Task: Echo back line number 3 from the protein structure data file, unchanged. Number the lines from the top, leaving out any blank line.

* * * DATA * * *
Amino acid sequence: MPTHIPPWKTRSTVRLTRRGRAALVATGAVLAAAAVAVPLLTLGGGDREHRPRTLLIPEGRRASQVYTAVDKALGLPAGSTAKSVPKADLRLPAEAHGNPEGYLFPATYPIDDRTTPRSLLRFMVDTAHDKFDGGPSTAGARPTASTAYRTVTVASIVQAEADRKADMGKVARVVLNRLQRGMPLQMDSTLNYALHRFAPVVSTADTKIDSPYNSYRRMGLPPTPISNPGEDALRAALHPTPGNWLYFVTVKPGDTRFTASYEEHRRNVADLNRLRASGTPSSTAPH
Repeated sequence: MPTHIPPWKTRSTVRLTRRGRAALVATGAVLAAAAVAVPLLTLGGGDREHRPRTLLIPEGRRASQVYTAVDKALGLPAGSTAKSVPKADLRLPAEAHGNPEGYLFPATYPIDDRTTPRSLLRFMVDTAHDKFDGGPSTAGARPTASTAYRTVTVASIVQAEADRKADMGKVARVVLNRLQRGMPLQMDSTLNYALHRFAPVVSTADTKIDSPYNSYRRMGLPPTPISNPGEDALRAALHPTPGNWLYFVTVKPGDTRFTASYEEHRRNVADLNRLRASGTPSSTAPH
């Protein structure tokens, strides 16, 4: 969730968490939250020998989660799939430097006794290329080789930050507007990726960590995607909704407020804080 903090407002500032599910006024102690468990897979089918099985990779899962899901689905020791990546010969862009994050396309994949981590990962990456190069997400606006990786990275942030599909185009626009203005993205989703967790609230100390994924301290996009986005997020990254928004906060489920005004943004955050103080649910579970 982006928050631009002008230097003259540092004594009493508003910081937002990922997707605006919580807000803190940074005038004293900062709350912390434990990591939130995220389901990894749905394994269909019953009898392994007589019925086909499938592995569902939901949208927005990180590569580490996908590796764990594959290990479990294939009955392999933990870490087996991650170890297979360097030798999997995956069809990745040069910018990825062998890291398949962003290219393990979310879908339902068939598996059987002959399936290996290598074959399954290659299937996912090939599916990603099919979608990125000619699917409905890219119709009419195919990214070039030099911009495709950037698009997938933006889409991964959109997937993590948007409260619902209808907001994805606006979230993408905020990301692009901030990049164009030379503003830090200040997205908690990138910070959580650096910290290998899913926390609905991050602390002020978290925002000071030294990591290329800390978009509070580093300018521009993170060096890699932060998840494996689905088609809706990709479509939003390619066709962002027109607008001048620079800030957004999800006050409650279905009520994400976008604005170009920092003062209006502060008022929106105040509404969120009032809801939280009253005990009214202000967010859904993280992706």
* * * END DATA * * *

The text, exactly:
């Protein structure tokens, strides 16, 4: 969730968490939250020998989660799939430097006794290329080789930050507007990726960590995607909704407020804080 903090407002500032599910006024102690468990897979089918099985990779899962899901689905020791990546010969862009994050396309994949981590990962990456190069997400606006990786990275942030599909185009626009203005993205989703967790609230100390994924301290996009986005997020990254928004906060489920005004943004955050103080649910579970 982006928050631009002008230097003259540092004594009493508003910081937002990922997707605006919580807000803190940074005038004293900062709350912390434990990591939130995220389901990894749905394994269909019953009898392994007589019925086909499938592995569902939901949208927005990180590569580490996908590796764990594959290990479990294939009955392999933990870490087996991650170890297979360097030798999997995956069809990745040069910018990825062998890291398949962003290219393990979310879908339902068939598996059987002959399936290996290598074959399954290659299937996912090939599916990603099919979608990125000619699917409905890219119709009419195919990214070039030099911009495709950037698009997938933006889409991964959109997937993590948007409260619902209808907001994805606006979230993408905020990301692009901030990049164009030379503003830090200040997205908690990138910070959580650096910290290998899913926390609905991050602390002020978290925002000071030294990591290329800390978009509070580093300018521009993170060096890699932060998840494996689905088609809706990709479509939003390619066709962002027109607008001048620079800030957004999800006050409650279905009520994400976008604005170009920092003062209006502060008022929106105040509404969120009032809801939280009253005990009214202000967010859904993280992706």